Thursday 27 June 2013
SMUGGLER'S KISS by Marie-Louise Jensen. Reviewed by Ann Turnbull.
A runaway teenage girl, smugglers, romance, humour and secrets - Marie-Louise Jensen's latest novel has them all. Her story is set around the windswept coastline of Dorset, which she describes so well that the narrative seems borne along on the movement of wind and waves.
The story begins in 1720, when fifteen-year-old Isabelle tries to drown herself and is rescued by the crew of a smugglers' ship, The Invisible. The smugglers are forced to keep her on board for fear of being betrayed to the Revenue men. But Isabelle is a lady, accustomed to being looked after by servants. Spoilt and arrogant, she infuriates nearly everyone - and in particular Will, a mysterious young man who has the bearing of a gentleman, yet dresses like the other rough men and is clearly a key member of the crew. Gradually Isabelle grows stronger and more self-reliant as Will and the captain involve her in helping with their dangerous trade; and she develops more sympathy for the harsh lives of the men, who turn to smuggling in the winter season to keep their families from starvation. She also discovers a kinder side to Will - but their burgeoning romance still involves plenty of sparring.
The story is full of social detail from the 18th Century. Cross-dressing girls are common in fiction, but few are as shocked and ashamed as Isabelle when she's obliged to wear men's breeches - not only used and unwashed, but in a working-man's style far below her social station. Realistic, too, is Will's response to being 'winged' by a bullet while escaping from the Revenue officers. Like all heroes, he says it's "only a nick" - but he bleeds heavily, turns faint, and has to lie low for a day to recover.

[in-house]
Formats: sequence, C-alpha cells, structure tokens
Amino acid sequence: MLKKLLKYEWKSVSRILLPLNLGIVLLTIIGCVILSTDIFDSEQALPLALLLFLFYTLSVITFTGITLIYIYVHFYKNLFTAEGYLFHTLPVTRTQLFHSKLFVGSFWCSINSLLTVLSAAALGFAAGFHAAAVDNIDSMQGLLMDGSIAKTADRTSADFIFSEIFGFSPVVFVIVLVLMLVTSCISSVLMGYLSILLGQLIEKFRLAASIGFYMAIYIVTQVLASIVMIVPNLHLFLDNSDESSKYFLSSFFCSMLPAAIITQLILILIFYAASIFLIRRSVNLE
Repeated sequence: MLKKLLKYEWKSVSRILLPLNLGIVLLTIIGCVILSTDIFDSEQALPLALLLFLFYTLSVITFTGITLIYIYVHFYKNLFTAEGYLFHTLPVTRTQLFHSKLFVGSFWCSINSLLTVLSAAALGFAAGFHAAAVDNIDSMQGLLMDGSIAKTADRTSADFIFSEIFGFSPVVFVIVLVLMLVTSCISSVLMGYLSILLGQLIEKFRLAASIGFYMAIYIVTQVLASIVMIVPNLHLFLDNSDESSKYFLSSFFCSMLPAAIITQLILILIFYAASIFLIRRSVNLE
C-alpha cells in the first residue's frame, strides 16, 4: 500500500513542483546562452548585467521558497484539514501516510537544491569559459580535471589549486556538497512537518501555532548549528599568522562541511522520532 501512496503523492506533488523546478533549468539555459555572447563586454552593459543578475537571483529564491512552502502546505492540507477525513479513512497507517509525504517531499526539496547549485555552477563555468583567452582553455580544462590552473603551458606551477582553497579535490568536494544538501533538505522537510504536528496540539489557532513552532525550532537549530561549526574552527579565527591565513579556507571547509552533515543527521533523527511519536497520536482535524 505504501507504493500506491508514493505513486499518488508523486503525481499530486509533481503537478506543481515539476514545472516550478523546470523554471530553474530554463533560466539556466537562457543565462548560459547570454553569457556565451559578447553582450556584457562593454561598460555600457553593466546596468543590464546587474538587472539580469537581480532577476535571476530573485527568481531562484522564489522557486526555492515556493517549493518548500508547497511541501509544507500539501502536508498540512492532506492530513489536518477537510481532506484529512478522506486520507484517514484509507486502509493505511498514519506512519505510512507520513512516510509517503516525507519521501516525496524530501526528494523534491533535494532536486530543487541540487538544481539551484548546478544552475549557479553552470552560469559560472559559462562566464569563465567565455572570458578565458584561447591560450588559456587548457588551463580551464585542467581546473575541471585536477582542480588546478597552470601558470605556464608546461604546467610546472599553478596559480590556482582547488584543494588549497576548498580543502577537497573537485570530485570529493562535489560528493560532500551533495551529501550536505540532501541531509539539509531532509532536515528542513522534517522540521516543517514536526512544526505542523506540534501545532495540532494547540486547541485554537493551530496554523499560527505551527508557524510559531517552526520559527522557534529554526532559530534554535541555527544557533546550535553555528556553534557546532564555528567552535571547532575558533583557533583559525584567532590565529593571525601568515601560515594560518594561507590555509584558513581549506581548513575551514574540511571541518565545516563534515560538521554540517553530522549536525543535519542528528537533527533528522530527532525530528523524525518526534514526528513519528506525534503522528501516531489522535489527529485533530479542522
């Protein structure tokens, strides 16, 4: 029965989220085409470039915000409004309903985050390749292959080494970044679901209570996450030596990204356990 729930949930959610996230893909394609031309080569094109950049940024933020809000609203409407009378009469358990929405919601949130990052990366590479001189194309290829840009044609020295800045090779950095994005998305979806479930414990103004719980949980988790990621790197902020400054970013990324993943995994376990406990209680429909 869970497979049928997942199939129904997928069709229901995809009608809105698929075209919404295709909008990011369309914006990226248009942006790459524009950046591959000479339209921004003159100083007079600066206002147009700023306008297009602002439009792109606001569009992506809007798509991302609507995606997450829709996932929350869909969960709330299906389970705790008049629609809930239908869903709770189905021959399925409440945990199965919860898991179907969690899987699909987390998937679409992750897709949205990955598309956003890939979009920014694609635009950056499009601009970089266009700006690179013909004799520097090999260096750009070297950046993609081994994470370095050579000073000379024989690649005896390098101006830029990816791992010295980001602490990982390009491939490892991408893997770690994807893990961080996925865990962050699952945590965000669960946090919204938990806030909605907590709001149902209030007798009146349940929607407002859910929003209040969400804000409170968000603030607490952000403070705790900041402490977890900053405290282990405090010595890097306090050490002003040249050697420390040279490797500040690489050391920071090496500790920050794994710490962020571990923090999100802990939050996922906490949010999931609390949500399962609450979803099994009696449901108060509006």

The secrets carried by Will and Isabelle reveal the unsavoury side of Georgian high society, in which rich men might be venturers in the contraband trade and women were chattels. Although it touches on some very dark issues, there is nothing unsuitable here for readers of eleven or twelve upwards, and the romance is exciting but chaste.
The gradual revelation of secrets, combined with the smuggling drama, made me unwilling to put this story down, and nothing much got done around the house until I'd finished it.
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